Heart Home > Aortic Stenosis

Aortic stenosis is a narrowing of the aortic valve in the heart. This forces the heart to work harder to pump blood out of the left ventricle to the rest of the body. In many cases, symptoms may include chest pain, fainting, heart failure, and heart arrhythmias. The treatment for this condition may include options such as lifestyle changes, medications, or even surgery.

What Is Aortic Stenosis?

Aortic stenosis is a condition in which the aortic valve is narrowed.

Understanding the Aortic Valve

The aortic valve is on the left side of the heart. It separates the left ventricle and the entrance to the aorta, the artery that carries blood to the body. Valves are like doors that open and close. They open to allow blood to flow through to the next chamber or to one of the arteries, and then they shut to keep blood from flowing backwards. The aortic valve opens when the left ventricle contracts. This allows blood to flow into the aorta. The aortic valve closes to prevent blood from coming back into the left ventricle.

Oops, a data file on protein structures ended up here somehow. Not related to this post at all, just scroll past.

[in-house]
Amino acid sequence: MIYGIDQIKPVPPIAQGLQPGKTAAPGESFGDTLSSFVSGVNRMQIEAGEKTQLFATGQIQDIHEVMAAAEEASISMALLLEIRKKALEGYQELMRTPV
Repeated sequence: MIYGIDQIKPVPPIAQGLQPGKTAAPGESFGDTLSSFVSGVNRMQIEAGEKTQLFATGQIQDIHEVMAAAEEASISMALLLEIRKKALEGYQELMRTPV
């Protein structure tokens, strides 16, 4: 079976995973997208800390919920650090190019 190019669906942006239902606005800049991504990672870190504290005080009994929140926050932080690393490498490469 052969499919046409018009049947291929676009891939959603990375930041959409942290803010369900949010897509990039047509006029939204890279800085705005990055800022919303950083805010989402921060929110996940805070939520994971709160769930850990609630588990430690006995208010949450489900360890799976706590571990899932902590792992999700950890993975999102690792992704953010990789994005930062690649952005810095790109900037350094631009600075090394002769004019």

In aortic stenosis, the aortic valve does not open all the way. This forces the heart to work harder to pump blood out of the left ventricle to the rest of the body. Over time, the left ventricle thickens and becomes less effective in pumping blood.

Causes of Aortic Stenosis

Aortic stenosis can be caused by several health issues, including:
  • Conditions a person is born with (congenital defects)
  • A bicuspid aortic valve (a valve that only has two leaflets instead of three)
  • Calcium buildup on the valve
  • Inflammation from rheumatic fever.
Most of these conditions cause a thickening of the aortic valve, making it unable to fully open.
Aortic stenosis is three times more common in males than females. Symptoms usually begin after the age of 60, but can occur in children and young adults due to congenital conditions, such as a bicuspid valve.
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Last reviewed by: Arthur Schoenstadt, MD
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